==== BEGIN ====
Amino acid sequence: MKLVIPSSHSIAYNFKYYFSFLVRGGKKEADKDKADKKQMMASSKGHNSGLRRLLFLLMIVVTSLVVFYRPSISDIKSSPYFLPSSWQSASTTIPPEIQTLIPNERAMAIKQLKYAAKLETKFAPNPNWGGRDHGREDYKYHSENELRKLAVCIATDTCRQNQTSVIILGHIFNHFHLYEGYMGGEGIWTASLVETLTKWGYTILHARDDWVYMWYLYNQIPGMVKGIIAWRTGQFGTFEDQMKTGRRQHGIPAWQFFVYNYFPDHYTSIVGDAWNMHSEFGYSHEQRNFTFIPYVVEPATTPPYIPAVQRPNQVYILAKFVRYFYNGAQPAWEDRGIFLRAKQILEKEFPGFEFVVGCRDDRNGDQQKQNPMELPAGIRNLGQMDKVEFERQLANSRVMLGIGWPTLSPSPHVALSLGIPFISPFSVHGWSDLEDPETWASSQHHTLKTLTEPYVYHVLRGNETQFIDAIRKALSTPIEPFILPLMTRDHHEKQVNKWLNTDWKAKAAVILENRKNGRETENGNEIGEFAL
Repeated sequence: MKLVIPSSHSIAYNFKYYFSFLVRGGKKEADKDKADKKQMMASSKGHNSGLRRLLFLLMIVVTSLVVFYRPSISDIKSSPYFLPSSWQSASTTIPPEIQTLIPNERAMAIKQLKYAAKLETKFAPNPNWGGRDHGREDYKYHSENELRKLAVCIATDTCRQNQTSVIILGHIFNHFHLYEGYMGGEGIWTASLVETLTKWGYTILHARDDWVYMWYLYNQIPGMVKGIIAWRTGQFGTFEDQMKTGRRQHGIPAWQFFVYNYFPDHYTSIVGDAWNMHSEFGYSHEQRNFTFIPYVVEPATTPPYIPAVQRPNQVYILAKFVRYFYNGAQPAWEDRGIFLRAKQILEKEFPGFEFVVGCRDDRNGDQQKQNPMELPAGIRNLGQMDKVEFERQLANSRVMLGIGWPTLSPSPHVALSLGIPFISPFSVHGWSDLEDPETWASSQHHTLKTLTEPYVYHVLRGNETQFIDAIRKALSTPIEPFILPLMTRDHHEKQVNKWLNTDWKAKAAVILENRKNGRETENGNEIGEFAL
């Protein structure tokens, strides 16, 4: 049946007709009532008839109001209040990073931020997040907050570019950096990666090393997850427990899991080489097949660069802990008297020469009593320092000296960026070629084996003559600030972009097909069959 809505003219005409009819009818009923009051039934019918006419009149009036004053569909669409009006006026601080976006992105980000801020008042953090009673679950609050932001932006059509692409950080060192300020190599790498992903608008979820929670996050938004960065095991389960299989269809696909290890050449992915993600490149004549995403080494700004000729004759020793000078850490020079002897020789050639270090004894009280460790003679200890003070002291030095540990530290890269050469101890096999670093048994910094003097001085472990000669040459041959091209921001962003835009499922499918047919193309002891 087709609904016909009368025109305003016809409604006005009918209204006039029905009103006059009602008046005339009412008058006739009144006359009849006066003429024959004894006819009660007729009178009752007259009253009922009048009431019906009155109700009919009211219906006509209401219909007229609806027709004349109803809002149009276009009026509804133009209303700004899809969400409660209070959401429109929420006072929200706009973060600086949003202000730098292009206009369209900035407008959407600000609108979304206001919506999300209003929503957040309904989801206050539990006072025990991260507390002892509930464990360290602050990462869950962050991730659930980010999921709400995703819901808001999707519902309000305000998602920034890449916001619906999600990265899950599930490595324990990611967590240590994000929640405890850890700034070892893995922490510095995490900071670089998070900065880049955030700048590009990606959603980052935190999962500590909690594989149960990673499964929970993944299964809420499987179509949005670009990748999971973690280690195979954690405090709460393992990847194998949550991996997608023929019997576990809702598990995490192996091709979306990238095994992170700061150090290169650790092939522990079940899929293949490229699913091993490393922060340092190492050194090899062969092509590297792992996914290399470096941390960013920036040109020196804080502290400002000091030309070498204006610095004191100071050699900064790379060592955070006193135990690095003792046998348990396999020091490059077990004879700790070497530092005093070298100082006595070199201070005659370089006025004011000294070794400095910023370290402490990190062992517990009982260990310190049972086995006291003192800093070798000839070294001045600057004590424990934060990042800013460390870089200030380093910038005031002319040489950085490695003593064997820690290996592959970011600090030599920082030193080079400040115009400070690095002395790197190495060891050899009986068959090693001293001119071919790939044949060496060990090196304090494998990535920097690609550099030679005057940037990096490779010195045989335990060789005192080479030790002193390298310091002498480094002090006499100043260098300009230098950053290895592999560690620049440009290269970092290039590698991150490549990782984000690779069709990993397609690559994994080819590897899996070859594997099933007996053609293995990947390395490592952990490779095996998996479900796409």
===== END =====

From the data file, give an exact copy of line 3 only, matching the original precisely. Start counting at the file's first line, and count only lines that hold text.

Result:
């Protein structure tokens, strides 16, 4: 049946007709009532008839109001209040990073931020997040907050570019950096990666090393997850427990899991080489097949660069802990008297020469009593320092000296960026070629084996003559600030972009097909069959 809505003219005409009819009818009923009051039934019918006419009149009036004053569909669409009006006026601080976006992105980000801020008042953090009673679950609050932001932006059509692409950080060192300020190599790498992903608008979820929670996050938004960065095991389960299989269809696909290890050449992915993600490149004549995403080494700004000729004759020793000078850490020079002897020789050639270090004894009280460790003679200890003070002291030095540990530290890269050469101890096999670093048994910094003097001085472990000669040459041959091209921001962003835009499922499918047919193309002891 087709609904016909009368025109305003016809409604006005009918209204006039029905009103006059009602008046005339009412008058006739009144006359009849006066003429024959004894006819009660007729009178009752007259009253009922009048009431019906009155109700009919009211219906006509209401219909007229609806027709004349109803809002149009276009009026509804133009209303700004899809969400409660209070959401429109929420006072929200706009973060600086949003202000730098292009206009369209900035407008959407600000609108979304206001919506999300209003929503957040309904989801206050539990006072025990991260507390002892509930464990360290602050990462869950962050991730659930980010999921709400995703819901808001999707519902309000305000998602920034890449916001619906999600990265899950599930490595324990990611967590240590994000929640405890850890700034070892893995922490510095995490900071670089998070900065880049955030700048590009990606959603980052935190999962500590909690594989149960990673499964929970993944299964809420499987179509949005670009990748999971973690280690195979954690405090709460393992990847194998949550991996997608023929019997576990809702598990995490192996091709979306990238095994992170700061150090290169650790092939522990079940899929293949490229699913091993490393922060340092190492050194090899062969092509590297792992996914290399470096941390960013920036040109020196804080502290400002000091030309070498204006610095004191100071050699900064790379060592955070006193135990690095003792046998348990396999020091490059077990004879700790070497530092005093070298100082006595070199201070005659370089006025004011000294070794400095910023370290402490990190062992517990009982260990310190049972086995006291003192800093070798000839070294001045600057004590424990934060990042800013460390870089200030380093910038005031002319040489950085490695003593064997820690290996592959970011600090030599920082030193080079400040115009400070690095002395790197190495060891050899009986068959090693001293001119071919790939044949060496060990090196304090494998990535920097690609550099030679005057940037990096490779010195045989335990060789005192080479030790002193390298310091002498480094002090006499100043260098300009230098950053290895592999560690620049440009290269970092290039590698991150490549990782984000690779069709990993397609690559994994080819590897899996070859594997099933007996053609293995990947390395490592952990490779095996998996479900796409």